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Four Smeal management faculty among most influential authors in textbooks

November 14, 2018

For research faculty, the impact of their findings is often measured by which journals accept their research and how many other researchers cite their work. That impact is a steady stream measured over time. 

When a faculty member’s research is cited in a textbook, however, it can impact thousands of students. That impact is a splash measured in waves. 

Four Penn State Smeal College of Business management and organization faculty members are among the top 1 percent of all management professors cited in textbooks, according to research published in the Academy of Management Learning and Education. 

The four faculty members are:                                                                     

Donald C. Hambrick

Evan Pugh University Professor and Smeal Chaired Professor of Management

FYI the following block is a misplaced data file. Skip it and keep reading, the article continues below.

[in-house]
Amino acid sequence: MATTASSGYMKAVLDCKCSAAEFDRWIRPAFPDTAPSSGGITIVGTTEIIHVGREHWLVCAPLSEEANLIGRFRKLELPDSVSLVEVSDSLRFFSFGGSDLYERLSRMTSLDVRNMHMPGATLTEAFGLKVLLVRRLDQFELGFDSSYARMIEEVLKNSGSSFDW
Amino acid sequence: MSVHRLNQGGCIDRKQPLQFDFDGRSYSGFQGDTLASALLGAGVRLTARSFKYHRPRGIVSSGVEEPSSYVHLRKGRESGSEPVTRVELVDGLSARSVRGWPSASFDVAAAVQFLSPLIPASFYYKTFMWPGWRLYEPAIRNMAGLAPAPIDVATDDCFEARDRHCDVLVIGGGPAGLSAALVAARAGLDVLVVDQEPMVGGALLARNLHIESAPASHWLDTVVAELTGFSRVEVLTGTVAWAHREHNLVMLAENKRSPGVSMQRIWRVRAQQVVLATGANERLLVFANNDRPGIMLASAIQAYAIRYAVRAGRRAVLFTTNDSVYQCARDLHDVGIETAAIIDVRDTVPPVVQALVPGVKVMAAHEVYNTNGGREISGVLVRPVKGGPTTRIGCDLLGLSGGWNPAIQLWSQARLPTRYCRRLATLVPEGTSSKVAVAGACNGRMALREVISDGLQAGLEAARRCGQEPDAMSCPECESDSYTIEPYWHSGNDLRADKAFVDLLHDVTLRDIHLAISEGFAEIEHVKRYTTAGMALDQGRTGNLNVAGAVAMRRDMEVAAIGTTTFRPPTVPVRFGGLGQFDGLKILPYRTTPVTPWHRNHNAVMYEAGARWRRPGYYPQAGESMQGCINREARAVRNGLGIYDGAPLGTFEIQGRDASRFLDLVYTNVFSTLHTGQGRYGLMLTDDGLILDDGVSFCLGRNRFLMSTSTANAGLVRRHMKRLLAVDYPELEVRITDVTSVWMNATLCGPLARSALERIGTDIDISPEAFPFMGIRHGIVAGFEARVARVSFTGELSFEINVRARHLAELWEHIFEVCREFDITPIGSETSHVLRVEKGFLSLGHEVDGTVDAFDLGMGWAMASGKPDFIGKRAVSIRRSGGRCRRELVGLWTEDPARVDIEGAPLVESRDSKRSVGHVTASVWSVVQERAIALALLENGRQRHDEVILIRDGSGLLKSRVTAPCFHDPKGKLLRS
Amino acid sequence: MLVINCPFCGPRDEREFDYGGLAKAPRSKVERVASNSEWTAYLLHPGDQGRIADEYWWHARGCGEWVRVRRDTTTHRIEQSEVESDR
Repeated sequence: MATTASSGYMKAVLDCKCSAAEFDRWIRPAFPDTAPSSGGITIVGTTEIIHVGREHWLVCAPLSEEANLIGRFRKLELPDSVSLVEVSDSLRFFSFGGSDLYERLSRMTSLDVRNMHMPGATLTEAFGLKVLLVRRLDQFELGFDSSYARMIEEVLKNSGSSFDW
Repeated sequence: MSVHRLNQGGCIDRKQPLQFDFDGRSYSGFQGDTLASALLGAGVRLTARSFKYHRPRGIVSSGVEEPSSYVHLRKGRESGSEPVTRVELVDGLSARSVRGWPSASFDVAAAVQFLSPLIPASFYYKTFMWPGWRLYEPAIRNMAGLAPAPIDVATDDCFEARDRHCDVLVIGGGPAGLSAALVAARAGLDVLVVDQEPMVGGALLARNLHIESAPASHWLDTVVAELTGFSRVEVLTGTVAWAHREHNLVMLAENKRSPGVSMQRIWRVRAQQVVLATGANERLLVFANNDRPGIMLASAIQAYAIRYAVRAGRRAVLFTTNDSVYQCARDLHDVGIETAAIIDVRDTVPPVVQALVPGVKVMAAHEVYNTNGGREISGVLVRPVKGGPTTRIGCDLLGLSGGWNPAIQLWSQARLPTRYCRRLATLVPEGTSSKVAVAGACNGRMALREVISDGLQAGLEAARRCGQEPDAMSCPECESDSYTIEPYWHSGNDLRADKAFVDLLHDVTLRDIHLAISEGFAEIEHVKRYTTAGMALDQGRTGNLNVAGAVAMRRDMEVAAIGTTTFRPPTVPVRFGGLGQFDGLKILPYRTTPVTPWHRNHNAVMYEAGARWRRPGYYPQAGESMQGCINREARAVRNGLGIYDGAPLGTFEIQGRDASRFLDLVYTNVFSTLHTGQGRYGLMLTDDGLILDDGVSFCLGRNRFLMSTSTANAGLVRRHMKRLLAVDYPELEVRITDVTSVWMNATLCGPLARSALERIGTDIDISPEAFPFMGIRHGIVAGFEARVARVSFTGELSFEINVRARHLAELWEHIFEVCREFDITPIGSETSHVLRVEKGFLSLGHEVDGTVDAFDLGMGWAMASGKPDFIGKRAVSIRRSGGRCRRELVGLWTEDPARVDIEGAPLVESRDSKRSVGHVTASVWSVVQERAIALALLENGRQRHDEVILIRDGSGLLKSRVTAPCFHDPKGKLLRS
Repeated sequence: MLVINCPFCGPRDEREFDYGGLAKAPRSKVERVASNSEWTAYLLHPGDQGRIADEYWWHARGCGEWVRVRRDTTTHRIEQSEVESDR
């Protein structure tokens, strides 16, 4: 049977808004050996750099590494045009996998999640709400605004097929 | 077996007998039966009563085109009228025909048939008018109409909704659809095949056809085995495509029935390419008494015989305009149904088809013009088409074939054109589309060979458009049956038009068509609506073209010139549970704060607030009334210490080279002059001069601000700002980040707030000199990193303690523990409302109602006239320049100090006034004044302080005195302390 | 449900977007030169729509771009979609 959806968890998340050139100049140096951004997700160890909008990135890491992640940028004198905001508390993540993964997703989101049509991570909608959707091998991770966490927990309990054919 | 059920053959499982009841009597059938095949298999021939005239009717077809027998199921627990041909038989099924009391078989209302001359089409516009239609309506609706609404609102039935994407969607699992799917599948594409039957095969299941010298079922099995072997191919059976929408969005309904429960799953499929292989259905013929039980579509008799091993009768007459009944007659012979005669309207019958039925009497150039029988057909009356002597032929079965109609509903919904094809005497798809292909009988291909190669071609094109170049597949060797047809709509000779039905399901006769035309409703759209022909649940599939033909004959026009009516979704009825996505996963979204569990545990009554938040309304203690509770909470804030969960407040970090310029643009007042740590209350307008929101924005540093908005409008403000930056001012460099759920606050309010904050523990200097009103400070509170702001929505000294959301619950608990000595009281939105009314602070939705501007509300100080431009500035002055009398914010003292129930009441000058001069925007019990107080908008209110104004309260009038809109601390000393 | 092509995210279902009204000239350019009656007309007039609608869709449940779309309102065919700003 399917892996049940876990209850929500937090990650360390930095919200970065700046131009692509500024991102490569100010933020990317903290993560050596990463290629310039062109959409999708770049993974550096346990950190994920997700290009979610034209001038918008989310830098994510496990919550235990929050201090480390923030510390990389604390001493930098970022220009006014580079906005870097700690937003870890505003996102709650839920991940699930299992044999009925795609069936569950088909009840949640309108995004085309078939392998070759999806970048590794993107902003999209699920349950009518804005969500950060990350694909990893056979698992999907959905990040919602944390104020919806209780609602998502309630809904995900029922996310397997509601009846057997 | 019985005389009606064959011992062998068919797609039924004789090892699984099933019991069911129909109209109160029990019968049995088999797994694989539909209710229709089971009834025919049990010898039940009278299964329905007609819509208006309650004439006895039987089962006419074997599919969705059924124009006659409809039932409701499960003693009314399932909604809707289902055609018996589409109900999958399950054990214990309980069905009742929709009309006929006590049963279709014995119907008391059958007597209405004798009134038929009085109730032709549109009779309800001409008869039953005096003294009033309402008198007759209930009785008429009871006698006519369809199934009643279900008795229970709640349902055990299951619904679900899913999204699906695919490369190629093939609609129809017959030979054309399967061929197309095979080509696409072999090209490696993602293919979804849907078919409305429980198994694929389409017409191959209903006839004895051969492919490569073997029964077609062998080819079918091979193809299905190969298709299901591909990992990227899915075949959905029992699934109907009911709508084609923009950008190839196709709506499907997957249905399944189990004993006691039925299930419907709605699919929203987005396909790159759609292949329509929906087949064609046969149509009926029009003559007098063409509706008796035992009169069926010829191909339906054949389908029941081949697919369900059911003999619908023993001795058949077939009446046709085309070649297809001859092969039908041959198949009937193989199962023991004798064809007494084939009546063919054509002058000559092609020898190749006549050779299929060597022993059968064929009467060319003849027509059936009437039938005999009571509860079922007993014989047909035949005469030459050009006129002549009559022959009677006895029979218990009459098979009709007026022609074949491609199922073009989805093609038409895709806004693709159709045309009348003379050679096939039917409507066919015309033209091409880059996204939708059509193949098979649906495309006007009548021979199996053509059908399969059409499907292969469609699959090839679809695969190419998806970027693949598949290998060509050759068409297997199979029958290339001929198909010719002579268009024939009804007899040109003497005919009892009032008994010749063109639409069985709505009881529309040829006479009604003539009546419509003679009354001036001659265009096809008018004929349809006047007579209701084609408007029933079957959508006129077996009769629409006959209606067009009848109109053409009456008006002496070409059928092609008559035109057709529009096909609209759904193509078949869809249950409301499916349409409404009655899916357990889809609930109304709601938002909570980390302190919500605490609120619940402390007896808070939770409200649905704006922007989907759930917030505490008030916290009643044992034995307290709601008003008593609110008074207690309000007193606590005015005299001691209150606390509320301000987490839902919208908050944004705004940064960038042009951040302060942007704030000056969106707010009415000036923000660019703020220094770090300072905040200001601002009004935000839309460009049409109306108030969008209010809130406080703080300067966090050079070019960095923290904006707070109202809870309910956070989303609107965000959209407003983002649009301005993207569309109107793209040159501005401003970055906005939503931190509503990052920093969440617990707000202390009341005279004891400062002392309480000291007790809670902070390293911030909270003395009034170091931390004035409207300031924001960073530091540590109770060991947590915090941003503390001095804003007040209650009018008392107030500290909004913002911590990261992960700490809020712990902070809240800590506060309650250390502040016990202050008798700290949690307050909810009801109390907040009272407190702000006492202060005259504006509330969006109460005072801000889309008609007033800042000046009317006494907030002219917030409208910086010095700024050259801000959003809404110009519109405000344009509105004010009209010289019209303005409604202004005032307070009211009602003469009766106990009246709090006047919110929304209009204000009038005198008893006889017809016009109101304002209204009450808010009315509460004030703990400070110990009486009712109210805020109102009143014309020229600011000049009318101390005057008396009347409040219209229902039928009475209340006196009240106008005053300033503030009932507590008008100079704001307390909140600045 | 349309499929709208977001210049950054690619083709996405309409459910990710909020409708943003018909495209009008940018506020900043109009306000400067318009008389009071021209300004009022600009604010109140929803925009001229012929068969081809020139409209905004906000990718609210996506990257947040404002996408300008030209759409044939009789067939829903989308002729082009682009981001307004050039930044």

• 10th most cited in strategic management textbooks 

Linda K. Trevino

Distinguished Professor of Organizational Behavior and Ethics

  • 13th most cited in general management textbooks
  • 26th most cited in organizational behavior textbooks 

Charles C. Snow

Professor Emeritus of Business Administration

  • 43rd most cited in general management textbooks 

Stephen E. Humphrey

Alvin H. Clemens Professor of Management.

  • 99th most cited in organizational behavior textbooks

“When it comes to the impact of academic research, we generally talk about impact on other researchers (i.e., we count the number of citations to the researcher’s work in others’ research),” said Vilmos Misangyi, professor of strategic management, BNY Mellon Fellow, and chair of the Department of Management and Organization at Smeal. 

“But this article thinks about impact differently. It examines how academics’ research impacts a very different audience — college students — by counting how much their research is cited in textbooks.”

Misangyi said that the four faculty members that are cited each demonstrate an ability to have a dual impact.

“These academics create quality research that isn’t just solid ‘basic science,’ because they are also highly cited by other researchers,” he said. 

“Their work is also seen as being directly relevant to the practice of management (i.e., applied science) and should therefore be conveyed to students through textbooks. This kind of impact has great potential to influence practice as students go out into the world of management.”

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